Aug 06, 2012 Carol rated it 4 of 5 stars
Shelves: music
This short book is another in the 33 1/3 series. Sisario takes a very journalistic approach to Doolittle, getting most of the material for the book from interviews conducted with three out of the four members of The Pixies, with a particular concentration on Black Francis (aka Charles Thompson).
Sisario covers the band's history, focusing on the years up through Doolittle's 1989 release. He provides a lot of information on the process of writing and recording the songs, and provides some really i
Dusty Henry
Ben Sisario has a style that's both scholarly and zine-like, changes between the two on a dime. It caught me off guard at first but then I found it to be a welcome change from pretentious, self-indulgent writing. He's very much a no bullshit writer, making him a great fit to cover the Pixies.

He give great imagery of riding along with Black Francis. It'd be easy to be a fan-boy and geek out (I mean, riding along with Black Francis in his Cadillac while listening to "Doolittle"...come on) but Sis
More than other entries in the 33 1/3 series, this one feels a bit like a padded magazine article. There are multiple dull stretches where Sisario repeats himself ad nauseum about the influence of Surrealism on Thompson's lyrics or about the "sex and death vibes" that permeate the recordings. His sometimes slangy prose is also annoying at times. The book also suffers a bit from relying too much on repetitive, none-too-illuminating interviews with the band members. As anyone who's seen the docume ...more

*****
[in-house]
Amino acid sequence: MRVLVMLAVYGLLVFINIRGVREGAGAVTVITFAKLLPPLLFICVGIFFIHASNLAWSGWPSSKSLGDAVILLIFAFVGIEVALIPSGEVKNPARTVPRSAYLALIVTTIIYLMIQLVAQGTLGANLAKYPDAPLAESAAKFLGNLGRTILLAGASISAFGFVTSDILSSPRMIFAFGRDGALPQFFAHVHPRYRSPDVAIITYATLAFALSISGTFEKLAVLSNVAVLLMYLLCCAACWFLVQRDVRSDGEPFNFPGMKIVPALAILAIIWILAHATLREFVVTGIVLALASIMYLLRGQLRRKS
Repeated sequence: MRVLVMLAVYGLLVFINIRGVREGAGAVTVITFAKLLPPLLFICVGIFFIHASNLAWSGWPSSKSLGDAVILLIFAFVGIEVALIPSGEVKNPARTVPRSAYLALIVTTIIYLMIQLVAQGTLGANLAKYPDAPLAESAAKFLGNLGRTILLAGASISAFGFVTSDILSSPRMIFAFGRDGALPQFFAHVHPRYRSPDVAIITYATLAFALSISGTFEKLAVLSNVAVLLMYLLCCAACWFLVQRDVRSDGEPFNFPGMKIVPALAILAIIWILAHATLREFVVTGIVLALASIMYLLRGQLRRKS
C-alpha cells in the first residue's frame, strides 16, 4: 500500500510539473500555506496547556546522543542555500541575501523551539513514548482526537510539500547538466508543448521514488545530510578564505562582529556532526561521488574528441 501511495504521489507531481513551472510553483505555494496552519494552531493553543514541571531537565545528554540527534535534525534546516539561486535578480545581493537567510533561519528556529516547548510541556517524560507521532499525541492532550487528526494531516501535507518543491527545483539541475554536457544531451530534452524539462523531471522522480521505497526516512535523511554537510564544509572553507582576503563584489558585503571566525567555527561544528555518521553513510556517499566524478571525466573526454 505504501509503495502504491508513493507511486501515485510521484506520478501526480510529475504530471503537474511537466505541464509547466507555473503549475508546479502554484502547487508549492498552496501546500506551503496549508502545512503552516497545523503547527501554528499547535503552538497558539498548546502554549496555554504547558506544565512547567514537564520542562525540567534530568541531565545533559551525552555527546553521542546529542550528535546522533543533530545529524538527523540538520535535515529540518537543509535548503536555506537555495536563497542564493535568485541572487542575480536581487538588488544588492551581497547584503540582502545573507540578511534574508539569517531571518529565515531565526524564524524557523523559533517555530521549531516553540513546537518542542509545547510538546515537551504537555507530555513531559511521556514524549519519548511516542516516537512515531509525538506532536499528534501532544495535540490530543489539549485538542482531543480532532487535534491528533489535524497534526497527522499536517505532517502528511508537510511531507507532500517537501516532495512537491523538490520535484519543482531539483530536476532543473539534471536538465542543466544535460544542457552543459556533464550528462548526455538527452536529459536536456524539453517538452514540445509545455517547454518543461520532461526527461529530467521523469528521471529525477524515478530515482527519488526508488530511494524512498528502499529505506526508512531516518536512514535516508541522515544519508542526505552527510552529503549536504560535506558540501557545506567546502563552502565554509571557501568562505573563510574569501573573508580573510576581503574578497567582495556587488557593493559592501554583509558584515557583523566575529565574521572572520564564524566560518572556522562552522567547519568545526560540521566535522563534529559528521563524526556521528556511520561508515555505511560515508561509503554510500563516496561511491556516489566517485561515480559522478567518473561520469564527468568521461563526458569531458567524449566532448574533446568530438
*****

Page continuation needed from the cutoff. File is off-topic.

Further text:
I now understand what the other reviewers meant by saying this book is like an extended magazine article.

Sisario's book lacks objectivity, speaking matter-of-factly about arguments it assumes and acting as though the Pixies were the only band to influence anything that followed. (Their dynamic volume/intensity choices of loud-quiet-loud has been heralded by musicians as influential, but being willfully oblivious to the other influences does not aid the argument of the Pixies' importance.) Sure t
Essentially an overlong NY Times arts section piece on the making of Doolittle, from around the time the Pixies had gotten together and started raking in that $$$ playing festivals. But the chick bass player, who might still be on drugs, didn't want to contribute, and the other three members of the group all sound like they moved on with their lives. Frank Black doesn't seem to be able to recall much from that era, and it doesn't sound like it's because he's still pissed at the chick bass player ...more